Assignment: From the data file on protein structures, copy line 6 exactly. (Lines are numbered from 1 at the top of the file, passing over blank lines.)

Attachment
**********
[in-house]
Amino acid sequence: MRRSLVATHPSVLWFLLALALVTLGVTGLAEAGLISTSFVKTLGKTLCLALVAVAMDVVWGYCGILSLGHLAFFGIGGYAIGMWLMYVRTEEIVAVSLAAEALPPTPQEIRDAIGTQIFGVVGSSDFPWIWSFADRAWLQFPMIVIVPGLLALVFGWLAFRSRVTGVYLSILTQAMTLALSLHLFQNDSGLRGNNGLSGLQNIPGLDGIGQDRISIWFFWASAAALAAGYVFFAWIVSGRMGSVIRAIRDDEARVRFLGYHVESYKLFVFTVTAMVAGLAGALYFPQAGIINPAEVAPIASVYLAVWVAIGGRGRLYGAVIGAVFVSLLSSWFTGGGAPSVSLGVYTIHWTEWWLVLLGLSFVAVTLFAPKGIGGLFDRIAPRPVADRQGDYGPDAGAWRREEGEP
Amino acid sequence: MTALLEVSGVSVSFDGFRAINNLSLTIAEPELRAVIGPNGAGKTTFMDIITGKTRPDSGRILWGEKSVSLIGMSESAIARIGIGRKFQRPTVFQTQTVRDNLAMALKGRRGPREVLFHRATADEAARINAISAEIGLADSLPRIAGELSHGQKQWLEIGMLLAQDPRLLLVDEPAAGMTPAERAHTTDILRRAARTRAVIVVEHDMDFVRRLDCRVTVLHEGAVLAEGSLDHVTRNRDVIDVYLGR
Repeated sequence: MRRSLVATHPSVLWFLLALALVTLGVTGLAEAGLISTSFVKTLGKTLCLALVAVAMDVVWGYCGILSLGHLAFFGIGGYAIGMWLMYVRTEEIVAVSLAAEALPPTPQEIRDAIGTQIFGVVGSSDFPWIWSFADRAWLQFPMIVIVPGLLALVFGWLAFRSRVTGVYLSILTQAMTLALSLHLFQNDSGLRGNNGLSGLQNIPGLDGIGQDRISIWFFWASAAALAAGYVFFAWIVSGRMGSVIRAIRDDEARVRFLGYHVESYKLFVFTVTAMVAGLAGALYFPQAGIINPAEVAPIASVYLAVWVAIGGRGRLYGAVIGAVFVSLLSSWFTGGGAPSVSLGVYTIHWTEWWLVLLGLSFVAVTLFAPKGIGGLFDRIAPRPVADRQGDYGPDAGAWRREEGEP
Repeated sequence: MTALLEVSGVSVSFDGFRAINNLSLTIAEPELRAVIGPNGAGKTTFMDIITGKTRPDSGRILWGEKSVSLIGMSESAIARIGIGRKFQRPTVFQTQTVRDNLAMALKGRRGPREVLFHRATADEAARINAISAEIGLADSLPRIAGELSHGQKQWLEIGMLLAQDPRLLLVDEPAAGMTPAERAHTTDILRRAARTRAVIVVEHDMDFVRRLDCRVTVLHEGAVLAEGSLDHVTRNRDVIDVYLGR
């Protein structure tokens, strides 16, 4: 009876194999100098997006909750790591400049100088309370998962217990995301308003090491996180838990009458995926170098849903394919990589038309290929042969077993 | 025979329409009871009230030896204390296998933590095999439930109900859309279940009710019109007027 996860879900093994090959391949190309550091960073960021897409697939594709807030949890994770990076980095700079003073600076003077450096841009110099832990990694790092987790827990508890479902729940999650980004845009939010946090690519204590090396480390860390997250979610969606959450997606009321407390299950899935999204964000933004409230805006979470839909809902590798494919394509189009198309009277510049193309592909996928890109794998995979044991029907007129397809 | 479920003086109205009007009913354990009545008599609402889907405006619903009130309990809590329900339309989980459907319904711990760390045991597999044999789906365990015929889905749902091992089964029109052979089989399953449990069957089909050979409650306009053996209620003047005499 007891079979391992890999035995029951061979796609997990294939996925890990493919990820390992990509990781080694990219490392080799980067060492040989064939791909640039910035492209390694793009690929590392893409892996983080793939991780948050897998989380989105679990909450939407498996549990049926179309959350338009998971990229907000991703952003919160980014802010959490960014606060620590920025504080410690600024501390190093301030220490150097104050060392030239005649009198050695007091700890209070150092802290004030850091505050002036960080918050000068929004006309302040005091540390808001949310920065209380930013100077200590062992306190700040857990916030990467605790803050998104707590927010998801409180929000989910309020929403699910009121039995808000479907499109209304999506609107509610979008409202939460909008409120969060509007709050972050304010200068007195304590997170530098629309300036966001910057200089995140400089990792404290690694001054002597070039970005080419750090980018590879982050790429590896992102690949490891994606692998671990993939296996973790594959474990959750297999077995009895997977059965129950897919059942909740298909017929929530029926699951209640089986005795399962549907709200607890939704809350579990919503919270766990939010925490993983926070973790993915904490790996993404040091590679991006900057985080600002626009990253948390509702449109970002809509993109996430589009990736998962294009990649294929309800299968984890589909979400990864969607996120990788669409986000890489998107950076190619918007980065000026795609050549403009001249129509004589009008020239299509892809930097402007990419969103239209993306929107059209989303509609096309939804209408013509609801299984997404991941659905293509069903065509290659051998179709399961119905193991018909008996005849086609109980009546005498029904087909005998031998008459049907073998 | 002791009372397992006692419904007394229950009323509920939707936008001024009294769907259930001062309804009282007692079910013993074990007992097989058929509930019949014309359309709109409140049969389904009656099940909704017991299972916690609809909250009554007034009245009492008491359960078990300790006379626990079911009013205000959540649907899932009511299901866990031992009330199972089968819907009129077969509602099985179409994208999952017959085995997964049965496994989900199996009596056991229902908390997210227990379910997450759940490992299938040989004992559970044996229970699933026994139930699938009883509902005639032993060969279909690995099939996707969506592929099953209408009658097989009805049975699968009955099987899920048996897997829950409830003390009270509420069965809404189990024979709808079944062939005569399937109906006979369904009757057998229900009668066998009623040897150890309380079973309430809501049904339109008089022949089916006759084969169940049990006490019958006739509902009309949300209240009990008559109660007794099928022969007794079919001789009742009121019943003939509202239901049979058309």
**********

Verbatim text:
């Protein structure tokens, strides 16, 4: 009876194999100098997006909750790591400049100088309370998962217990995301308003090491996180838990009458995926170098849903394919990589038309290929042969077993 | 025979329409009871009230030896204390296998933590095999439930109900859309279940009710019109007027 996860879900093994090959391949190309550091960073960021897409697939594709807030949890994770990076980095700079003073600076003077450096841009110099832990990694790092987790827990508890479902729940999650980004845009939010946090690519204590090396480390860390997250979610969606959450997606009321407390299950899935999204964000933004409230805006979470839909809902590798494919394509189009198309009277510049193309592909996928890109794998995979044991029907007129397809 | 479920003086109205009007009913354990009545008599609402889907405006619903009130309990809590329900339309989980459907319904711990760390045991597999044999789906365990015929889905749902091992089964029109052979089989399953449990069957089909050979409650306009053996209620003047005499 007891079979391992890999035995029951061979796609997990294939996925890990493919990820390992990509990781080694990219490392080799980067060492040989064939791909640039910035492209390694793009690929590392893409892996983080793939991780948050897998989380989105679990909450939407498996549990049926179309959350338009998971990229907000991703952003919160980014802010959490960014606060620590920025504080410690600024501390190093301030220490150097104050060392030239005649009198050695007091700890209070150092802290004030850091505050002036960080918050000068929004006309302040005091540390808001949310920065209380930013100077200590062992306190700040857990916030990467605790803050998104707590927010998801409180929000989910309020929403699910009121039995808000479907499109209304999506609107509610979008409202939460909008409120969060509007709050972050304010200068007195304590997170530098629309300036966001910057200089995140400089990792404290690694001054002597070039970005080419750090980018590879982050790429590896992102690949490891994606692998671990993939296996973790594959474990959750297999077995009895997977059965129950897919059942909740298909017929929530029926699951209640089986005795399962549907709200607890939704809350579990919503919270766990939010925490993983926070973790993915904490790996993404040091590679991006900057985080600002626009990253948390509702449109970002809509993109996430589009990736998962294009990649294929309800299968984890589909979400990864969607996120990788669409986000890489998107950076190619918007980065000026795609050549403009001249129509004589009008020239299509892809930097402007990419969103239209993306929107059209989303509609096309939804209408013509609801299984997404991941659905293509069903065509290659051998179709399961119905193991018909008996005849086609109980009546005498029904087909005998031998008459049907073998 | 002791009372397992006692419904007394229950009323509920939707936008001024009294769907259930001062309804009282007692079910013993074990007992097989058929509930019949014309359309709109409140049969389904009656099940909704017991299972916690609809909250009554007034009245009492008491359960078990300790006379626990079911009013205000959540649907899932009511299901866990031992009330199972089968819907009129077969509602099985179409994208999952017959085995997964049965496994989900199996009596056991229902908390997210227990379910997450759940490992299938040989004992559970044996229970699933026994139930699938009883509902005639032993060969279909690995099939996707969506592929099953209408009658097989009805049975699968009955099987899920048996897997829950409830003390009270509420069965809404189990024979709808079944062939005569399937109906006979369904009757057998229900009668066998009623040897150890309380079973309430809501049904339109008089022949089916006759084969169940049990006490019958006739509902009309949300209240009990008559109660007794099928022969007794079919001789009742009121019943003939509202239901049979058309």